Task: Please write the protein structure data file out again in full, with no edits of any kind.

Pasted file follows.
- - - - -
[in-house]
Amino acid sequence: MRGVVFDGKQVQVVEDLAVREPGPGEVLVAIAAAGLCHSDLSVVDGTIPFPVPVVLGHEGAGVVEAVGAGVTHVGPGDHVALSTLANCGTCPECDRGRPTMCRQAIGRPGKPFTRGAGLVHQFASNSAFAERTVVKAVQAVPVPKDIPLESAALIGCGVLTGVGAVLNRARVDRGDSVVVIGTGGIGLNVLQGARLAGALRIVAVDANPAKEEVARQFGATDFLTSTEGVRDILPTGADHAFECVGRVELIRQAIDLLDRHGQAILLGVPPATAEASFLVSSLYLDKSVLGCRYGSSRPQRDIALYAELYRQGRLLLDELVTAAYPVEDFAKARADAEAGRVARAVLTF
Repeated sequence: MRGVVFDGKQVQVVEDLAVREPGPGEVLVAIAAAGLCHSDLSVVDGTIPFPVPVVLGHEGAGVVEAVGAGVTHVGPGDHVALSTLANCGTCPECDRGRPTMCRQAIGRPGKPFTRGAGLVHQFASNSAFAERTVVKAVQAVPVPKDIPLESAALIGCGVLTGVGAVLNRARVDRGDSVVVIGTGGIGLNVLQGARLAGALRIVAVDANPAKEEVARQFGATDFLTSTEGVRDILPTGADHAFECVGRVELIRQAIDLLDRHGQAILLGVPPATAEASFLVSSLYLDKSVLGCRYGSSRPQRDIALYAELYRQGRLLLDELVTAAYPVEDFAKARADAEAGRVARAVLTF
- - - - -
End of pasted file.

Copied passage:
[in-house]
Amino acid sequence: MRGVVFDGKQVQVVEDLAVREPGPGEVLVAIAAAGLCHSDLSVVDGTIPFPVPVVLGHEGAGVVEAVGAGVTHVGPGDHVALSTLANCGTCPECDRGRPTMCRQAIGRPGKPFTRGAGLVHQFASNSAFAERTVVKAVQAVPVPKDIPLESAALIGCGVLTGVGAVLNRARVDRGDSVVVIGTGGIGLNVLQGARLAGALRIVAVDANPAKEEVARQFGATDFLTSTEGVRDILPTGADHAFECVGRVELIRQAIDLLDRHGQAILLGVPPATAEASFLVSSLYLDKSVLGCRYGSSRPQRDIALYAELYRQGRLLLDELVTAAYPVEDFAKARADAEAGRVARAVLTF
Repeated sequence: MRGVVFDGKQVQVVEDLAVREPGPGEVLVAIAAAGLCHSDLSVVDGTIPFPVPVVLGHEGAGVVEAVGAGVTHVGPGDHVALSTLANCGTCPECDRGRPTMCRQAIGRPGKPFTRGAGLVHQFASNSAFAERTVVKAVQAVPVPKDIPLESAALIGCGVLTGVGAVLNRARVDRGDSVVVIGTGGIGLNVLQGARLAGALRIVAVDANPAKEEVARQFGATDFLTSTEGVRDILPTGADHAFECVGRVELIRQAIDLLDRHGQAILLGVPPATAEASFLVSSLYLDKSVLGCRYGSSRPQRDIALYAELYRQGRLLLDELVTAAYPVEDFAKARADAEAGRVARAVLTF